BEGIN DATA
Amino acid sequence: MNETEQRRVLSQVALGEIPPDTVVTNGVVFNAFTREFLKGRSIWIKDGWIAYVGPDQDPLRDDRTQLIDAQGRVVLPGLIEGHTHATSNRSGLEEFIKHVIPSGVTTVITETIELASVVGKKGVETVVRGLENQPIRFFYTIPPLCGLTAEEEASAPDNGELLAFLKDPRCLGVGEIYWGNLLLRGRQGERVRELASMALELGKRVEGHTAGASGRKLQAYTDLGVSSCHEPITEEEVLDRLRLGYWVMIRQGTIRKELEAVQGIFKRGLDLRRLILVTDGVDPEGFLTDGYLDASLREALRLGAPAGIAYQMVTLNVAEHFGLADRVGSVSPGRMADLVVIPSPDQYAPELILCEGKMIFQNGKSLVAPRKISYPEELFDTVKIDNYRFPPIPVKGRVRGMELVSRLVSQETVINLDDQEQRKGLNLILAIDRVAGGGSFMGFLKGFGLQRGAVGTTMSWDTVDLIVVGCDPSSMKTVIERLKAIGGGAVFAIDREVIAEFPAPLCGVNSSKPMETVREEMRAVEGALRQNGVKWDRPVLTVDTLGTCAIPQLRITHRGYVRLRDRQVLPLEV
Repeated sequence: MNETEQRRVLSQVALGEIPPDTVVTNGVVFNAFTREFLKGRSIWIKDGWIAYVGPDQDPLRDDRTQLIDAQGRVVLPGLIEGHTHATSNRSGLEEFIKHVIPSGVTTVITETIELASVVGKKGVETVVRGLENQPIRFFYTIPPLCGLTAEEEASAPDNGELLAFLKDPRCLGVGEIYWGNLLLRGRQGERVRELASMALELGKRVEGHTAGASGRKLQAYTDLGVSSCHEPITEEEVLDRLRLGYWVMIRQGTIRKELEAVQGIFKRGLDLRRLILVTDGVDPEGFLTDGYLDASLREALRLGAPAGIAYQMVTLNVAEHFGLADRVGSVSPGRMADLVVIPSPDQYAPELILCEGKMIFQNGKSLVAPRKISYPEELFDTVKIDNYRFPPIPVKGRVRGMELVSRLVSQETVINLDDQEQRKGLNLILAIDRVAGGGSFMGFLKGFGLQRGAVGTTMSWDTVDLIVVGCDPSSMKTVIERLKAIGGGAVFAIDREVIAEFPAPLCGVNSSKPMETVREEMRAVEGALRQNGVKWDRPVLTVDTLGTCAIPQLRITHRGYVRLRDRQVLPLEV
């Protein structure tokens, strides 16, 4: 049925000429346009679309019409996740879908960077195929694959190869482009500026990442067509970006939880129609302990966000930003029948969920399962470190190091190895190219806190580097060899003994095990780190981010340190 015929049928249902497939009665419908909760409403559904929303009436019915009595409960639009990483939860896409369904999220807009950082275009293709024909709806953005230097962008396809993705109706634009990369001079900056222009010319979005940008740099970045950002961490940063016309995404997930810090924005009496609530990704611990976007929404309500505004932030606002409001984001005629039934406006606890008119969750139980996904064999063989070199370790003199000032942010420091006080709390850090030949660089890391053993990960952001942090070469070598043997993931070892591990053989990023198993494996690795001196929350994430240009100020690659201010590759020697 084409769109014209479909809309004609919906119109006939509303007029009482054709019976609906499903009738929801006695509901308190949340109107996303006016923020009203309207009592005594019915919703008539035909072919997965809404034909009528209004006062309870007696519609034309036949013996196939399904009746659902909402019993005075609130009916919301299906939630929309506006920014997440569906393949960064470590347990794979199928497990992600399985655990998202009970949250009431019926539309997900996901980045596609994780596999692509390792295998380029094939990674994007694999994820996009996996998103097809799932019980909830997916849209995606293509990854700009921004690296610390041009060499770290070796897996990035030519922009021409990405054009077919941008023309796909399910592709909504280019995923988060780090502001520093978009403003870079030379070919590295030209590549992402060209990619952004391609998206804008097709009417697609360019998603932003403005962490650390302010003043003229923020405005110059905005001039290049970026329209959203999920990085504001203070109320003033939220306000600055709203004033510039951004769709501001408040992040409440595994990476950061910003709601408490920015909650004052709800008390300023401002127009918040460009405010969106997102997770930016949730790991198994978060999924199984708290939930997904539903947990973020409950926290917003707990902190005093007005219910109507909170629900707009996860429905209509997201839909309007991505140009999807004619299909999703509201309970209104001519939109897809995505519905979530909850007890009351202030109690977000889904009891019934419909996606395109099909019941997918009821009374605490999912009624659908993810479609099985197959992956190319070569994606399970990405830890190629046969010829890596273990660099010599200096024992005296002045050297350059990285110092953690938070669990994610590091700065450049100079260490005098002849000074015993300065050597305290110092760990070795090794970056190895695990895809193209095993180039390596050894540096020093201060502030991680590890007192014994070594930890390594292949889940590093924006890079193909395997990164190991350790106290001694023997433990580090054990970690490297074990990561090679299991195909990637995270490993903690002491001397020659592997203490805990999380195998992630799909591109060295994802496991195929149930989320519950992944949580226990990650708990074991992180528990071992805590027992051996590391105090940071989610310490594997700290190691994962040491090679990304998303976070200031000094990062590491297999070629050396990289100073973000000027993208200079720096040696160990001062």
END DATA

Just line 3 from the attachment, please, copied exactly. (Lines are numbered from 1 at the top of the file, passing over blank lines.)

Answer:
């Protein structure tokens, strides 16, 4: 049925000429346009679309019409996740879908960077195929694959190869482009500026990442067509970006939880129609302990966000930003029948969920399962470190190091190895190219806190580097060899003994095990780190981010340190 015929049928249902497939009665419908909760409403559904929303009436019915009595409960639009990483939860896409369904999220807009950082275009293709024909709806953005230097962008396809993705109706634009990369001079900056222009010319979005940008740099970045950002961490940063016309995404997930810090924005009496609530990704611990976007929404309500505004932030606002409001984001005629039934406006606890008119969750139980996904064999063989070199370790003199000032942010420091006080709390850090030949660089890391053993990960952001942090070469070598043997993931070892591990053989990023198993494996690795001196929350994430240009100020690659201010590759020697 084409769109014209479909809309004609919906119109006939509303007029009482054709019976609906499903009738929801006695509901308190949340109107996303006016923020009203309207009592005594019915919703008539035909072919997965809404034909009528209004006062309870007696519609034309036949013996196939399904009746659902909402019993005075609130009916919301299906939630929309506006920014997440569906393949960064470590347990794979199928497990992600399985655990998202009970949250009431019926539309997900996901980045596609994780596999692509390792295998380029094939990674994007694999994820996009996996998103097809799932019980909830997916849209995606293509990854700009921004690296610390041009060499770290070796897996990035030519922009021409990405054009077919941008023309796909399910592709909504280019995923988060780090502001520093978009403003870079030379070919590295030209590549992402060209990619952004391609998206804008097709009417697609360019998603932003403005962490650390302010003043003229923020405005110059905005001039290049970026329209959203999920990085504001203070109320003033939220306000600055709203004033510039951004769709501001408040992040409440595994990476950061910003709601408490920015909650004052709800008390300023401002127009918040460009405010969106997102997770930016949730790991198994978060999924199984708290939930997904539903947990973020409950926290917003707990902190005093007005219910109507909170629900707009996860429905209509997201839909309007991505140009999807004619299909999703509201309970209104001519939109897809995505519905979530909850007890009351202030109690977000889904009891019934419909996606395109099909019941997918009821009374605490999912009624659908993810479609099985197959992956190319070569994606399970990405830890190629046969010829890596273990660099010599200096024992005296002045050297350059990285110092953690938070669990994610590091700065450049100079260490005098002849000074015993300065050597305290110092760990070795090794970056190895695990895809193209095993180039390596050894540096020093201060502030991680590890007192014994070594930890390594292949889940590093924006890079193909395997990164190991350790106290001694023997433990580090054990970690490297074990990561090679299991195909990637995270490993903690002491001397020659592997203490805990999380195998992630799909591109060295994802496991195929149930989320519950992944949580226990990650708990074991992180528990071992805590027992051996590391105090940071989610310490594997700290190691994962040491090679990304998303976070200031000094990062590491297999070629050396990289100073973000000027993208200079720096040696160990001062």